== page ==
Glaucoma eye drop therapy would ideally maximize IOP-lowering efficacy and minimize adverse reactions. Several long-term topical and systemic side effects have been reported associated with IOP-lowering topical medications. For example, there are concerns regarding systemic side effects after beta-adrenoreceptor blocking activity in the pulmonary and circulatory system. Topical β-blocker may lower heart rate and blood pressure and may induce asthma and worsen chronic obstructive pulmonary diseases.30-32 Timolol drops have also been shown to decrease high-density lipoprotein and increase cholesterol. Diabetics may experience reduced glucose tolerance and hypoglycemic signs and symptoms can be masked.33 In addition, timolol induces a local anesthetic effect on the ocular surface, leading to poor tear secretion.34 Over time, chronic corneal toxicity from topical ocular medications may cause nerve damage, potentially resulting in neurotrophic keratopathy.

On the contrary, patients treated with topical PG analogues have a higher incidence of dry eye syndrome and Meibomian gland dysfunction.35,36 The PGs, and mostly latanoprost, have been associated with developing cystoid macular edema after been administered for ocular hypertension.37 Other benign side effects associated with PGs include eye pruritus, conjunctival hyperemia, periorbital lipodystrophy, and darkening of the iris, eyelashes, and periocular skin.38 In previous studies, PGs used as topical IOP-lowering agents have been questioned for their possible effects in crystalline lens homeostasis.39 Because lens epithelial cells express a high density of FP receptors, the mitogenic activities of PGs may alter lens physiology in long-term treatment.39 In short-term clinical use, the precise role of these PG receptors in lens epithelial cell pathophysiology has not been determined.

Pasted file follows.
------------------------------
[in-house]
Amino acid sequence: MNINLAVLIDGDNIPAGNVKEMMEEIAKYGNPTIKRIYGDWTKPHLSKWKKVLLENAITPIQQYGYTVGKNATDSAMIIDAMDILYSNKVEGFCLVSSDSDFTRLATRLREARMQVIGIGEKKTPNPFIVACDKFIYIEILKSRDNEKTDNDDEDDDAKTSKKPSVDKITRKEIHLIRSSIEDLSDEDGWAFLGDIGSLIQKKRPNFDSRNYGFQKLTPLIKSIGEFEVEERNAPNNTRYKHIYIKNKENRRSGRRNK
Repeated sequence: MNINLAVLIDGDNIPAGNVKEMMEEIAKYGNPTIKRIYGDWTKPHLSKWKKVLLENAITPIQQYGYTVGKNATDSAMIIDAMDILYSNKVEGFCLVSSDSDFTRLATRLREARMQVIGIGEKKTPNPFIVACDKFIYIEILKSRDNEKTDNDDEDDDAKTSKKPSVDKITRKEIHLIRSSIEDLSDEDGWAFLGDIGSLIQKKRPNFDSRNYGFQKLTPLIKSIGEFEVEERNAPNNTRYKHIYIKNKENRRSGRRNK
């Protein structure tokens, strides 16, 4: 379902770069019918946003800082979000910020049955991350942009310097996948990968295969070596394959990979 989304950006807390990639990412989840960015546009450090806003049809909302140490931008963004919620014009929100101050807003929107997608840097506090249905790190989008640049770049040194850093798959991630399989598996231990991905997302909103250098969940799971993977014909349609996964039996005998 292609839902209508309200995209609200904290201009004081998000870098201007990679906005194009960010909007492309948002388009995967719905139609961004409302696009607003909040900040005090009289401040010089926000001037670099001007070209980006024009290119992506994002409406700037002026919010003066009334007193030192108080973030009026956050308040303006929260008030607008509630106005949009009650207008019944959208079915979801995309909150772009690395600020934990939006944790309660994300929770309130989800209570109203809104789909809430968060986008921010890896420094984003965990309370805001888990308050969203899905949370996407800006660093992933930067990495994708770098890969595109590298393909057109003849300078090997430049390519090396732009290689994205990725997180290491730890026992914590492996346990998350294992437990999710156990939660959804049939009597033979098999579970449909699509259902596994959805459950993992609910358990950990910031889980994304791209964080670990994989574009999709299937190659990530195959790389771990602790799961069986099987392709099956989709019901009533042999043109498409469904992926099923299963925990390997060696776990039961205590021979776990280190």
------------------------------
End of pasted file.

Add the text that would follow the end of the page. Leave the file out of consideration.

Strengths of our study include its long-term follow-up of patient medical records with reasonable rates of surveillance, consistency of the statistical methods used, and masked judging of the age at cataract surgery. Furthermore, patients and controls were recruited from the same population, which increases the consistency of the results. Glaucomatous patients were in close follow-up and their frequent slit-lamp examination enabled early detection of the cataract progression. However, there are also limitations to be mentioned. This study as a retrospective analysis cannot demonstrate causation. The analysis was conducted as a single-center study with potential subjective bias in surgical decisions. Moreover, since the patients were already in senile age group, the fact that they already had lens changes cannot be denied. Ideally, young patients receiving IOP-lowering treatment should be recruited. Thus, cataract formation can be estimated irrespective of normal lens aging.

The effects of drug instillation frequency and preservatives are not examined in this study. The cataract morphological characteristics were not further correlated with the timing of cataract extraction.

Moreover, this study did not specifically look at other concomitant conditions which may predispose to glaucoma development and also affect the lens by histochemical changes or hemodynamic alterations at the anterior segment, such as pseudoexfoliation syndrome.40 The pathomechanism underlying any potential association between antiglaucomatous therapy and cataract formation remains unclear. However, some possible explanations might be speculated; a reduction in aqueous humor production can result in reduced oxygen supplies for lens metabolic needs. Since cataract etiology is not fully understood, shifts in aqueous humor hydrodynamics and its association with cataract development may lead to more insights into the underlying mechanisms of cataract disease.


In summary, findings from our analysis add indirect evidence to the hypothesis that chronic topical β-blocker use may increase the risk of cataract formation. In future research, prospective, randomized trials are needed to examine the effect of IOP-lowering medication and cataract formation and progression. Since the pharmacological toxicity of antiglaucomatous medications may be cumulative, it is important to examine the time interval during which the patients are exposed and its potential correlation with cataract development.


Our study findings suggest that the risk of developing a cataract should be taken under consideration when accessing a patient on topical antiglaucoma drug. Patients should be carefully evaluated regarding their age and overall health when first administered with an antiglaucomatous agent.

Conflicts of interest

Source of support: Nil

Conflict of interest: None